After serving up listings to “the major players”, I decided to see what the beast from Redmond was up to. Turns out they want in on the action too (big surprise), and the 1-2 punch of Windows Live Expo and Live Product Upload appears to be Microsoft’s answer to both Craigslist and GoogleBase. I’ve signed up for the Live Product Upload Beta, and I’m looking forward to adding support for their service once they get their act together. It looks promising, but currently their upload service is more designed for merchants selling products, instead of real estate professionals selling homes.

Hopefully, the Live Product Upload team will correct this oversight and support multiple item types for upload. They better not wait too long to get that feature implemented, because I’ve recently discovered that Propsmart, Oodle, Edgeio, already have web feed programs in place for XML formatted listing submission. It looks like I’m going to be busy…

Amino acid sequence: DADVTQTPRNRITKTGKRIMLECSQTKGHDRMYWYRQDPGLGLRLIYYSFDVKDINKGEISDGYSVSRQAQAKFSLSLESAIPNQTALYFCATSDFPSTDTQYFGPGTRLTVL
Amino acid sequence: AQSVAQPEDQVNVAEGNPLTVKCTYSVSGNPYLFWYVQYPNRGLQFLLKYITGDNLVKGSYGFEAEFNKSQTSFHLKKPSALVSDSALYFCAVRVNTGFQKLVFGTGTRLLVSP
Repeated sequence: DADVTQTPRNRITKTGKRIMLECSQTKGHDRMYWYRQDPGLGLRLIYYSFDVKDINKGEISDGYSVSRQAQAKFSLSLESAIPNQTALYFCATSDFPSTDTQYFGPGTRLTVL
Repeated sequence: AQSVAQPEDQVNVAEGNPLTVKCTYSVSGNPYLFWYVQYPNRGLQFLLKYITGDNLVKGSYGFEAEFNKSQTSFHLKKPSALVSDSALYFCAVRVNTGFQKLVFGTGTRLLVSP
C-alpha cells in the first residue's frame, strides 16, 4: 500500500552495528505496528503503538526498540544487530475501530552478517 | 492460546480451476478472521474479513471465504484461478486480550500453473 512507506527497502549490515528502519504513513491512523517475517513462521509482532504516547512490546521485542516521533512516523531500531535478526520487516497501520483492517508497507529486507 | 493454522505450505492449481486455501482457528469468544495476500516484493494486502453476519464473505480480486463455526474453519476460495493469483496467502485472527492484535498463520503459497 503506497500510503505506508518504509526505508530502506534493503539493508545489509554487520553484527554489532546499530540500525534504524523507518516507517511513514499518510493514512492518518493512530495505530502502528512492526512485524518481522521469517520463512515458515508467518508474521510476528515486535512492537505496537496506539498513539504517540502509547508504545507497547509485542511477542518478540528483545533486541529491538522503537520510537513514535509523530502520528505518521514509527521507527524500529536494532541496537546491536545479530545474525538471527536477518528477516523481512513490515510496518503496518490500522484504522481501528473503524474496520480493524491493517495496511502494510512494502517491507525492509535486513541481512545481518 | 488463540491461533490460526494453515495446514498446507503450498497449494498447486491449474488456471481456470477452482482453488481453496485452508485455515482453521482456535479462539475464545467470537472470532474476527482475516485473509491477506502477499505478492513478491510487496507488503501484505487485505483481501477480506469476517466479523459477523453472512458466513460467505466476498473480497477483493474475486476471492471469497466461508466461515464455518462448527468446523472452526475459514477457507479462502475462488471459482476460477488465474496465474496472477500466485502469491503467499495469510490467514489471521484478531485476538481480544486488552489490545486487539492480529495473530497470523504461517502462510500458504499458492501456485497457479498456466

So, what sites do you use for listing promotion (or just reading classifieds)? looks like a promising up and comer. Anybody use to assist in your online classified ad management? Anybody using Zillow,, or Ebay for listings promotion? Is paid advertising worth the expense when the free online classified marketplace is exploding?

Just because users can post doesn’t mean they will

In spite of all the hype for social websites, there have been a rash of noble attempts that come up short recently. No one has quite figured out the right way to start an open dialog about individual homes yet.